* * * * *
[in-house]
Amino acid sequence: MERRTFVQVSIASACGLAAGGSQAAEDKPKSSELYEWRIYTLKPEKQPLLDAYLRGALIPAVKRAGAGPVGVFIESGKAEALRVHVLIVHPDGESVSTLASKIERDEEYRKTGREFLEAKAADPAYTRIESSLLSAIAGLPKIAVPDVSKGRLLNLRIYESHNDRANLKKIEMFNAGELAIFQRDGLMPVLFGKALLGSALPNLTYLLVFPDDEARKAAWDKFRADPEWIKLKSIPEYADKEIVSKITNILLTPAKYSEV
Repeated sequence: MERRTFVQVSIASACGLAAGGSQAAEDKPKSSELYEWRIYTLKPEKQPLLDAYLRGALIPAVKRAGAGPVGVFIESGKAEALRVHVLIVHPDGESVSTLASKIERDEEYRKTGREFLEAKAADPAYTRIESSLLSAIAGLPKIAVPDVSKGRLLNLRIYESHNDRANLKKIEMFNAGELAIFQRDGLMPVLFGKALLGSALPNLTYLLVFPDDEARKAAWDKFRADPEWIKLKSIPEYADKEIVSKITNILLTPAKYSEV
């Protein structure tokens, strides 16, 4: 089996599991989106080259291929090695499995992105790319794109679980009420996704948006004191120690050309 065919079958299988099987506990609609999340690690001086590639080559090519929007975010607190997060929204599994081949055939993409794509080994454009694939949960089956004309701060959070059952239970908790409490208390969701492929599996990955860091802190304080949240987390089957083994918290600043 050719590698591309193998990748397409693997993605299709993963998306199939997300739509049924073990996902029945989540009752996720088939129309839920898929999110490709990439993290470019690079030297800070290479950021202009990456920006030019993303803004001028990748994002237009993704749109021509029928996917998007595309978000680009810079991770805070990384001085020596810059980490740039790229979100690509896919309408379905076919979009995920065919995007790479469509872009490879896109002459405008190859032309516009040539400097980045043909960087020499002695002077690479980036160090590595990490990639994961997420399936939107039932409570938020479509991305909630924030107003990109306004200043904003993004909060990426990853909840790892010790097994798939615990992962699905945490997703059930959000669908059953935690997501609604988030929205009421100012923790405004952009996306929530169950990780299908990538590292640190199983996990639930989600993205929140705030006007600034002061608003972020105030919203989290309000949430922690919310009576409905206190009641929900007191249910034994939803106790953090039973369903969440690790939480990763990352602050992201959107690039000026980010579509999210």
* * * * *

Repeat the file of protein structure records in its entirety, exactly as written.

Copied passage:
[in-house]
Amino acid sequence: MERRTFVQVSIASACGLAAGGSQAAEDKPKSSELYEWRIYTLKPEKQPLLDAYLRGALIPAVKRAGAGPVGVFIESGKAEALRVHVLIVHPDGESVSTLASKIERDEEYRKTGREFLEAKAADPAYTRIESSLLSAIAGLPKIAVPDVSKGRLLNLRIYESHNDRANLKKIEMFNAGELAIFQRDGLMPVLFGKALLGSALPNLTYLLVFPDDEARKAAWDKFRADPEWIKLKSIPEYADKEIVSKITNILLTPAKYSEV
Repeated sequence: MERRTFVQVSIASACGLAAGGSQAAEDKPKSSELYEWRIYTLKPEKQPLLDAYLRGALIPAVKRAGAGPVGVFIESGKAEALRVHVLIVHPDGESVSTLASKIERDEEYRKTGREFLEAKAADPAYTRIESSLLSAIAGLPKIAVPDVSKGRLLNLRIYESHNDRANLKKIEMFNAGELAIFQRDGLMPVLFGKALLGSALPNLTYLLVFPDDEARKAAWDKFRADPEWIKLKSIPEYADKEIVSKITNILLTPAKYSEV
């Protein structure tokens, strides 16, 4: 089996599991989106080259291929090695499995992105790319794109679980009420996704948006004191120690050309 065919079958299988099987506990609609999340690690001086590639080559090519929007975010607190997060929204599994081949055939993409794509080994454009694939949960089956004309701060959070059952239970908790409490208390969701492929599996990955860091802190304080949240987390089957083994918290600043 050719590698591309193998990748397409693997993605299709993963998306199939997300739509049924073990996902029945989540009752996720088939129309839920898929999110490709990439993290470019690079030297800070290479950021202009990456920006030019993303803004001028990748994002237009993704749109021509029928996917998007595309978000680009810079991770805070990384001085020596810059980490740039790229979100690509896919309408379905076919979009995920065919995007790479469509872009490879896109002459405008190859032309516009040539400097980045043909960087020499002695002077690479980036160090590595990490990639994961997420399936939107039932409570938020479509991305909630924030107003990109306004200043904003993004909060990426990853909840790892010790097994798939615990992962699905945490997703059930959000669908059953935690997501609604988030929205009421100012923790405004952009996306929530169950990780299908990538590292640190199983996990639930989600993205929140705030006007600034002061608003972020105030919203989290309000949430922690919310009576409905206190009641929900007191249910034994939803106790953090039973369903969440690790939480990763990352602050992201959107690039000026980010579509999210």